Magic Loop, Step 8:
Once all the stitches have been slipped onto the needles, turn your work; do this by flipping both needle tips over, so they point toward your right.
Magic Loop, Step 9:
Grasp the front needle and the live stitches with your left hand. Pull the back needle toward your right, moving it out of the set of stiches it was holding. The stitches will now be held in place by the needle cord. Take extra care not to twist the stitches during this step.
Magic Loop, Step 10:
Bring the back needle around toward the front of your work, clasping it in your right hand and pointing the needle tips toward one another. Once again, ensure that you have not twisted your cast on stitches before moving to the next step.
Magic Loop, Step 11:
Pick up the working yarn, which will be coming from the last live stitch on your cord, and wrap it on your hand in your desired knitting hold. Insert the right-hand needle tip into the first stitch on your left-hand needle tip (this is the slipknot / the first stitch you cast on).
Magic Loop, Step 12:
Work the stitch as your pattern instructs. Here, the pattern calls for a knit stitch. This will join the round, connecting the two ends of the cast on. If you wish to use a stitch marker to keep track of your rounds, clip it to the strand that connects the cast-on ends at this point.
Magic Loop, Step 13:
Following your pattern, continue working stitches off the left-hand needle tip and onto the right. When you have worked all the stitches off the left needle, you have finished half of one row/round.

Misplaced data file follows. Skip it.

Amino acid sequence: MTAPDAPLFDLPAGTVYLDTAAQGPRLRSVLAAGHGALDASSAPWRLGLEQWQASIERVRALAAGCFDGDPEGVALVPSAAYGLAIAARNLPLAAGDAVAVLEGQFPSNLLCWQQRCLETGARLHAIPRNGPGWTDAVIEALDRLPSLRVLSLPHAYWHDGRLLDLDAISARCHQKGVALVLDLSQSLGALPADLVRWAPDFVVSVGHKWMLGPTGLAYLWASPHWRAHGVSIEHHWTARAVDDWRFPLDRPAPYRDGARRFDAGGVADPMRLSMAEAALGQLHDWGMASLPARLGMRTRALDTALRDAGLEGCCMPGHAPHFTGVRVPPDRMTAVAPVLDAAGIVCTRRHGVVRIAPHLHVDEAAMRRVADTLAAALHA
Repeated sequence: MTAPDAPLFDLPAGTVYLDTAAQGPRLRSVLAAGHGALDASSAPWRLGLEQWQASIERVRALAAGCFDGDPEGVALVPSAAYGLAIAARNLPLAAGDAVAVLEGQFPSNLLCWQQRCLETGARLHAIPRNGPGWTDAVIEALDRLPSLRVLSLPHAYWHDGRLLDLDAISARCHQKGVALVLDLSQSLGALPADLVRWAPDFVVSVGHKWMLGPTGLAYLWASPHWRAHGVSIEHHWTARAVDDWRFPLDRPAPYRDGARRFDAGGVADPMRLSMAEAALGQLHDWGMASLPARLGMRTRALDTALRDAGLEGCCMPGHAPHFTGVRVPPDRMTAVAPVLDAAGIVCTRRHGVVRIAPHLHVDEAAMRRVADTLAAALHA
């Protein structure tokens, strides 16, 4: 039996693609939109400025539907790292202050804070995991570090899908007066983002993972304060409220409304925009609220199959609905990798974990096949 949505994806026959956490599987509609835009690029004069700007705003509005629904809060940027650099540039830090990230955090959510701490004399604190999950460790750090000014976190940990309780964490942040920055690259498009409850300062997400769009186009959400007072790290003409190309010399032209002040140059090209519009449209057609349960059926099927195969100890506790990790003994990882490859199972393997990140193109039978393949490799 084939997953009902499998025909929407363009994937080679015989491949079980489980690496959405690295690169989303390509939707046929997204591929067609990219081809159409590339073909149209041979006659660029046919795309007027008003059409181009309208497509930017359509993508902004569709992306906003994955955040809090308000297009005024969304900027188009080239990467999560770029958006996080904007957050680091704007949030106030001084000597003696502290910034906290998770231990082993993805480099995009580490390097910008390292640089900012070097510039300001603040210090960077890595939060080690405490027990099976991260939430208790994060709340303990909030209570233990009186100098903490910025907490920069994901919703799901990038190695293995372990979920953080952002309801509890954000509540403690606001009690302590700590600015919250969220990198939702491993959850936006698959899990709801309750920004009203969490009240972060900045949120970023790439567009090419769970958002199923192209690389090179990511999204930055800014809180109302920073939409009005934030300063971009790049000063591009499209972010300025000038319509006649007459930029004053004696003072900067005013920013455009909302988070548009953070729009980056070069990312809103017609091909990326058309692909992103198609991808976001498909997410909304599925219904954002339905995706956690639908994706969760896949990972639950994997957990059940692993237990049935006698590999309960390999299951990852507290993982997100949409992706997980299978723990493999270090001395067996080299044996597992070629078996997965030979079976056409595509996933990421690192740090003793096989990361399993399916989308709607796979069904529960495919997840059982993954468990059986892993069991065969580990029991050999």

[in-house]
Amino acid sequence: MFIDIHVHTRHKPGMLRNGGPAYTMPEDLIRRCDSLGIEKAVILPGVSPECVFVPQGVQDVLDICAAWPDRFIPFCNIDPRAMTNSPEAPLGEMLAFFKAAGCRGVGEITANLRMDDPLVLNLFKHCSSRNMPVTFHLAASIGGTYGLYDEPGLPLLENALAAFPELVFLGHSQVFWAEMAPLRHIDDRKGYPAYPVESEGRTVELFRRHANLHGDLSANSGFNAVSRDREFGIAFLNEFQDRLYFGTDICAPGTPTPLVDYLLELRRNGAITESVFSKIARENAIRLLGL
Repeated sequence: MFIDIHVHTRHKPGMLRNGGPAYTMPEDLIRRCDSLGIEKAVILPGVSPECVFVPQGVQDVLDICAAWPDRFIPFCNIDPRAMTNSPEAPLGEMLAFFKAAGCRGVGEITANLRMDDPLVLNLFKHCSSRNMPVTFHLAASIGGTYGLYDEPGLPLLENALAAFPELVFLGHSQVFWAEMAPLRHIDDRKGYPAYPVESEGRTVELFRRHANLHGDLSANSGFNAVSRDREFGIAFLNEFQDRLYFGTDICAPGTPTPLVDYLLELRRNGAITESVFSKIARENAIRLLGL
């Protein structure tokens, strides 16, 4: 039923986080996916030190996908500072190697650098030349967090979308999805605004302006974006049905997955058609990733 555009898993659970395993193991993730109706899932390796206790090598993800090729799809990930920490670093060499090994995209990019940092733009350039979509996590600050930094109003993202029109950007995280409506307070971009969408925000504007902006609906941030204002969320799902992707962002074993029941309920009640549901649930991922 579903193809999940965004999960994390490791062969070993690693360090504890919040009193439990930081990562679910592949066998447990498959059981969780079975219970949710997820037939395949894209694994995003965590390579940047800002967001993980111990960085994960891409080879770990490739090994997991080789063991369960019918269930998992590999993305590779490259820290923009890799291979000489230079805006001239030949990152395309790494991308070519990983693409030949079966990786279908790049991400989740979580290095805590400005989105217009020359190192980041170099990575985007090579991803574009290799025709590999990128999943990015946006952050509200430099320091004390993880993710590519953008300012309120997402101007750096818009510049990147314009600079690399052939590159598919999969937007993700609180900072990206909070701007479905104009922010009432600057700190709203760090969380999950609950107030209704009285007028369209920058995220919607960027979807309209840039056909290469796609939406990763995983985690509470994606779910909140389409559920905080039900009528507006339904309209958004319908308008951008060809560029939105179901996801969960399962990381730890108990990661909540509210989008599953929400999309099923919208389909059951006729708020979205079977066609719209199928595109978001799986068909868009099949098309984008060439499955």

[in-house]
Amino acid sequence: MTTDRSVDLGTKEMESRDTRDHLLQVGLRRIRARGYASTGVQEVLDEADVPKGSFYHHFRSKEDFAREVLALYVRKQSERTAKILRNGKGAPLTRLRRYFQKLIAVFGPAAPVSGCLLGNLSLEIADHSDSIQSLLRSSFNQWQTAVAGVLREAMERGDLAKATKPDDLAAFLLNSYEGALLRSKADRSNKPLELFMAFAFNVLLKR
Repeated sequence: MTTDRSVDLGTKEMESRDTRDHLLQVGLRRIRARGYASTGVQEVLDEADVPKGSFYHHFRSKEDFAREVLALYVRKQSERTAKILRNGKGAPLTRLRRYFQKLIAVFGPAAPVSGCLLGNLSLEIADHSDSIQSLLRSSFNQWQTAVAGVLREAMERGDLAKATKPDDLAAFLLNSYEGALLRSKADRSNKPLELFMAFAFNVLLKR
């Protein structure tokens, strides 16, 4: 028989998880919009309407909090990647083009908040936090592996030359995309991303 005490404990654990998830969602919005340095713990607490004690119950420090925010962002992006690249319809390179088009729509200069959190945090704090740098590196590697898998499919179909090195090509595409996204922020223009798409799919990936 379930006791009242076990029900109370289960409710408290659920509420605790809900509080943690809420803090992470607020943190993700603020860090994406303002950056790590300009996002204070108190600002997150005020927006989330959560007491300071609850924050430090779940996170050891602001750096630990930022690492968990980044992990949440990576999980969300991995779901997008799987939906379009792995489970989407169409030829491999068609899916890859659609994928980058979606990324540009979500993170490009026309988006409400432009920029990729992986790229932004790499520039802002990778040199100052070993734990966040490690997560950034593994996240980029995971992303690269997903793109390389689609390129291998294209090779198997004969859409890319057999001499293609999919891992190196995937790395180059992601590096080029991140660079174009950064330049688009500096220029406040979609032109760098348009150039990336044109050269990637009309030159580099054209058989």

Magic Loop, Step 14:
Turn your work by rotating the entire project and pointing the needle tips toward the right.
Magic Loop, Step 15:
Pull the needle cord on the frontside of your work leftward to bring the front needle back into the live stitches.
Magic Loop, Step 16:
Pull the back needle toward your right, moving it out of the set of stiches it was holding.
Magic Loop, Step 17:
Bring the back needle around toward the front of your work, clasping it in your right hand and pointing the needle tips toward one another. Following your pattern, begin working the second half of your row off the left-hand needle and onto the right.
Magic Loop, Step 18:
When you have worked all the stitches off the left needle, you have finished the row/round.
Magic Loop, Step 19:
Turn your work by rotating the entire project and pointing the needle tips toward the right. Pull the needle cord on the frontside of your work leftward to bring the front needle back into the live stitches.
Magic Loop, Step 20:
After your cast on row, and knitting one full round, your piece will be connected by a single strand of yarn.
Magic Loop, Step 21:
Repeat steps 11 through 19 for each additional row/round in your pattern.
Magic Loop, Step 22:
After working several rows/rounds, your tube-shaped piece will be connected seamlessly.
The more circular rows or “rounds” that you knit in this spiral method, the more tube-like your knit will become.
Practice With My Knitting Pattern
My Beginner Knit Ear Warmer Pattern is a great place to start learning to knit in the round. The smaller sizes are especially fun to knit in the Magic Loop.
In many of my patterns, you will be asked to switch needle sizes as you work in the round. In the next lesson, I’ll show you how to switch needle sizes when you are working in the Magic Loop.